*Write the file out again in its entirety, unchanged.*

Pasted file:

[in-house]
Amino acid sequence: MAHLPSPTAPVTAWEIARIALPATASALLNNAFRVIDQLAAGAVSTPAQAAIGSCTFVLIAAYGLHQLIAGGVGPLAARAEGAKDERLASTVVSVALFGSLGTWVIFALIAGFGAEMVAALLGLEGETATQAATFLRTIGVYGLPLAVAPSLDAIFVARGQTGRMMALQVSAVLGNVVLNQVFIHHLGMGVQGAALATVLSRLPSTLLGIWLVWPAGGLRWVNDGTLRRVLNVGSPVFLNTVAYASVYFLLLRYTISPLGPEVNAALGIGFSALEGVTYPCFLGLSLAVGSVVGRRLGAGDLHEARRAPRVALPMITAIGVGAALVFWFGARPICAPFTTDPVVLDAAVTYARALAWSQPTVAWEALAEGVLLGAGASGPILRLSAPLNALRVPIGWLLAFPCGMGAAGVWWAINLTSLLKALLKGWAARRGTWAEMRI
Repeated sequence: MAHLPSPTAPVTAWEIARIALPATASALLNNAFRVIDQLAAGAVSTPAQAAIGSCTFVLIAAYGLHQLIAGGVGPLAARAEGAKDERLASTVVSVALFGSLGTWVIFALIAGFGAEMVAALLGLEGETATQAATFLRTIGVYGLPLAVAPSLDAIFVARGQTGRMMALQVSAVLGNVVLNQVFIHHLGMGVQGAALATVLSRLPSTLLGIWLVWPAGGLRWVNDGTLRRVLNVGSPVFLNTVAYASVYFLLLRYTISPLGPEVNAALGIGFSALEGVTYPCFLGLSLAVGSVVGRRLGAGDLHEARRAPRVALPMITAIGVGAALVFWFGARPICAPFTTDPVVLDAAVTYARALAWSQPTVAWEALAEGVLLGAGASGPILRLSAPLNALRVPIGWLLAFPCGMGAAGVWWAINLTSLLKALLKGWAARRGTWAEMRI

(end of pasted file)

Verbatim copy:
[in-house]
Amino acid sequence: MAHLPSPTAPVTAWEIARIALPATASALLNNAFRVIDQLAAGAVSTPAQAAIGSCTFVLIAAYGLHQLIAGGVGPLAARAEGAKDERLASTVVSVALFGSLGTWVIFALIAGFGAEMVAALLGLEGETATQAATFLRTIGVYGLPLAVAPSLDAIFVARGQTGRMMALQVSAVLGNVVLNQVFIHHLGMGVQGAALATVLSRLPSTLLGIWLVWPAGGLRWVNDGTLRRVLNVGSPVFLNTVAYASVYFLLLRYTISPLGPEVNAALGIGFSALEGVTYPCFLGLSLAVGSVVGRRLGAGDLHEARRAPRVALPMITAIGVGAALVFWFGARPICAPFTTDPVVLDAAVTYARALAWSQPTVAWEALAEGVLLGAGASGPILRLSAPLNALRVPIGWLLAFPCGMGAAGVWWAINLTSLLKALLKGWAARRGTWAEMRI
Repeated sequence: MAHLPSPTAPVTAWEIARIALPATASALLNNAFRVIDQLAAGAVSTPAQAAIGSCTFVLIAAYGLHQLIAGGVGPLAARAEGAKDERLASTVVSVALFGSLGTWVIFALIAGFGAEMVAALLGLEGETATQAATFLRTIGVYGLPLAVAPSLDAIFVARGQTGRMMALQVSAVLGNVVLNQVFIHHLGMGVQGAALATVLSRLPSTLLGIWLVWPAGGLRWVNDGTLRRVLNVGSPVFLNTVAYASVYFLLLRYTISPLGPEVNAALGIGFSALEGVTYPCFLGLSLAVGSVVGRRLGAGDLHEARRAPRVALPMITAIGVGAALVFWFGARPICAPFTTDPVVLDAAVTYARALAWSQPTVAWEALAEGVLLGAGASGPILRLSAPLNALRVPIGWLLAFPCGMGAAGVWWAINLTSLLKALLKGWAARRGTWAEMRI